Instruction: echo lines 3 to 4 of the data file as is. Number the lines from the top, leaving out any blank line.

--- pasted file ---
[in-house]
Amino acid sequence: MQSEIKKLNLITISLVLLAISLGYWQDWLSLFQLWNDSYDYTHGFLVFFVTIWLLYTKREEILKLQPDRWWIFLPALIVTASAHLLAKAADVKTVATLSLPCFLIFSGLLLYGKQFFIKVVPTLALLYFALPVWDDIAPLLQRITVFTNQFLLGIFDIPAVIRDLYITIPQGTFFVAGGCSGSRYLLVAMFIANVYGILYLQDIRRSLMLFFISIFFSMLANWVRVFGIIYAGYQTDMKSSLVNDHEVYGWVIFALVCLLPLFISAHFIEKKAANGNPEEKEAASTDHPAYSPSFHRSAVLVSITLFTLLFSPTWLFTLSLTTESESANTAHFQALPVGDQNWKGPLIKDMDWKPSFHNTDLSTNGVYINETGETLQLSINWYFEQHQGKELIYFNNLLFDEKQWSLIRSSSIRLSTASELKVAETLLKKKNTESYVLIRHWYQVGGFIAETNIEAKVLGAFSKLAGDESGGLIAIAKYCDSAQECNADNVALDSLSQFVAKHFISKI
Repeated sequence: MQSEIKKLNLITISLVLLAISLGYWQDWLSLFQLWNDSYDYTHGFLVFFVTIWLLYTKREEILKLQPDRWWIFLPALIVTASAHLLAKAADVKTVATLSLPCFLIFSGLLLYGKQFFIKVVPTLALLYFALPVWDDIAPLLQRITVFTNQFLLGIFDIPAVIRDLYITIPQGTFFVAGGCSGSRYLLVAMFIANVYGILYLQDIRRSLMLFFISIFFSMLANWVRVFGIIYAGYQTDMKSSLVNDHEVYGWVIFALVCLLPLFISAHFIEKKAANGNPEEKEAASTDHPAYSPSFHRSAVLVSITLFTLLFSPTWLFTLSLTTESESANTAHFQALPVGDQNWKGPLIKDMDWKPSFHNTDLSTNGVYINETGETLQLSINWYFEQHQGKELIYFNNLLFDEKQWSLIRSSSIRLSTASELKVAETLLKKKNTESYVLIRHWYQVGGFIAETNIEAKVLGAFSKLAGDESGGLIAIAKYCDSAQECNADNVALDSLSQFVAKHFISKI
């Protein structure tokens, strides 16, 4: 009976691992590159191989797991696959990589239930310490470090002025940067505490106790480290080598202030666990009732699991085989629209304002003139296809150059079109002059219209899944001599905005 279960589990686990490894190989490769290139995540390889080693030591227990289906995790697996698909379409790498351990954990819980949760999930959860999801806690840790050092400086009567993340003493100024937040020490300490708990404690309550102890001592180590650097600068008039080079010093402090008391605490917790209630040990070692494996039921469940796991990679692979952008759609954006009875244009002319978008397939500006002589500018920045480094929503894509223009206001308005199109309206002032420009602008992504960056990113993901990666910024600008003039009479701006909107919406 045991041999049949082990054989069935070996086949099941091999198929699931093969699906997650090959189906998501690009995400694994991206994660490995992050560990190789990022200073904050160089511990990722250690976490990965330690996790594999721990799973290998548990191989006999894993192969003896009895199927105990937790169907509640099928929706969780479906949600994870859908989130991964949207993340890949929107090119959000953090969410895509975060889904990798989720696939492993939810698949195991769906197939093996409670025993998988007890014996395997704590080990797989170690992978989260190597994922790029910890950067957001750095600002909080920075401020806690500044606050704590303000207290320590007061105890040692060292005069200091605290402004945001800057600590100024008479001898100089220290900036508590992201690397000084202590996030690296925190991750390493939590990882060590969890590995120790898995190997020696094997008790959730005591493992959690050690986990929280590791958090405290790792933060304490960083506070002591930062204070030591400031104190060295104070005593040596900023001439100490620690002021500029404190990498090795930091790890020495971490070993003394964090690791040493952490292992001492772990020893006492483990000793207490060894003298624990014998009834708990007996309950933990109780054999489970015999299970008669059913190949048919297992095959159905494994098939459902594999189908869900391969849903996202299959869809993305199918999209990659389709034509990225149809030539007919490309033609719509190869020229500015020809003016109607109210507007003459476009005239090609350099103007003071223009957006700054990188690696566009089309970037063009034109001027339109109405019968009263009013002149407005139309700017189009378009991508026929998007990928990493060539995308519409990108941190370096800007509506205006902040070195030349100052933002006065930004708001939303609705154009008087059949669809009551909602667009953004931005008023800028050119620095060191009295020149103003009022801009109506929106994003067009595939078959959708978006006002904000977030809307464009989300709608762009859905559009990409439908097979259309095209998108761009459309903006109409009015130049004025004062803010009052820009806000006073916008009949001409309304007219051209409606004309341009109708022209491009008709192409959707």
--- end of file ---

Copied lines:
Repeated sequence: MQSEIKKLNLITISLVLLAISLGYWQDWLSLFQLWNDSYDYTHGFLVFFVTIWLLYTKREEILKLQPDRWWIFLPALIVTASAHLLAKAADVKTVATLSLPCFLIFSGLLLYGKQFFIKVVPTLALLYFALPVWDDIAPLLQRITVFTNQFLLGIFDIPAVIRDLYITIPQGTFFVAGGCSGSRYLLVAMFIANVYGILYLQDIRRSLMLFFISIFFSMLANWVRVFGIIYAGYQTDMKSSLVNDHEVYGWVIFALVCLLPLFISAHFIEKKAANGNPEEKEAASTDHPAYSPSFHRSAVLVSITLFTLLFSPTWLFTLSLTTESESANTAHFQALPVGDQNWKGPLIKDMDWKPSFHNTDLSTNGVYINETGETLQLSINWYFEQHQGKELIYFNNLLFDEKQWSLIRSSSIRLSTASELKVAETLLKKKNTESYVLIRHWYQVGGFIAETNIEAKVLGAFSKLAGDESGGLIAIAKYCDSAQECNADNVALDSLSQFVAKHFISKI
């Protein structure tokens, strides 16, 4: 009976691992590159191989797991696959990589239930310490470090002025940067505490106790480290080598202030666990009732699991085989629209304002003139296809150059079109002059219209899944001599905005 279960589990686990490894190989490769290139995540390889080693030591227990289906995790697996698909379409790498351990954990819980949760999930959860999801806690840790050092400086009567993340003493100024937040020490300490708990404690309550102890001592180590650097600068008039080079010093402090008391605490917790209630040990070692494996039921469940796991990679692979952008759609954006009875244009002319978008397939500006002589500018920045480094929503894509223009206001308005199109309206002032420009602008992504960056990113993901990666910024600008003039009479701006909107919406 045991041999049949082990054989069935070996086949099941091999198929699931093969699906997650090959189906998501690009995400694994991206994660490995992050560990190789990022200073904050160089511990990722250690976490990965330690996790594999721990799973290998548990191989006999894993192969003896009895199927105990937790169907509640099928929706969780479906949600994870859908989130991964949207993340890949929107090119959000953090969410895509975060889904990798989720696939492993939810698949195991769906197939093996409670025993998988007890014996395997704590080990797989170690992978989260190597994922790029910890950067957001750095600002909080920075401020806690500044606050704590303000207290320590007061105890040692060292005069200091605290402004945001800057600590100024008479001898100089220290900036508590992201690397000084202590996030690296925190991750390493939590990882060590969890590995120790898995190997020696094997008790959730005591493992959690050690986990929280590791958090405290790792933060304490960083506070002591930062204070030591400031104190060295104070005593040596900023001439100490620690002021500029404190990498090795930091790890020495971490070993003394964090690791040493952490292992001492772990020893006492483990000793207490060894003298624990014998009834708990007996309950933990109780054999489970015999299970008669059913190949048919297992095959159905494994098939459902594999189908869900391969849903996202299959869809993305199918999209990659389709034509990225149809030539007919490309033609719509190869020229500015020809003016109607109210507007003459476009005239090609350099103007003071223009957006700054990188690696566009089309970037063009034109001027339109109405019968009263009013002149407005139309700017189009378009991508026929998007990928990493060539995308519409990108941190370096800007509506205006902040070195030349100052933002006065930004708001939303609705154009008087059949669809009551909602667009953004931005008023800028050119620095060191009295020149103003009022801009109506929106994003067009595939078959959708978006006002904000977030809307464009989300709608762009859905559009990409439908097979259309095209998108761009459309903006109409009015130049004025004062803010009052820009806000006073916008009949001409309304007219051209409606004309341009109708022209491009008709192409959707």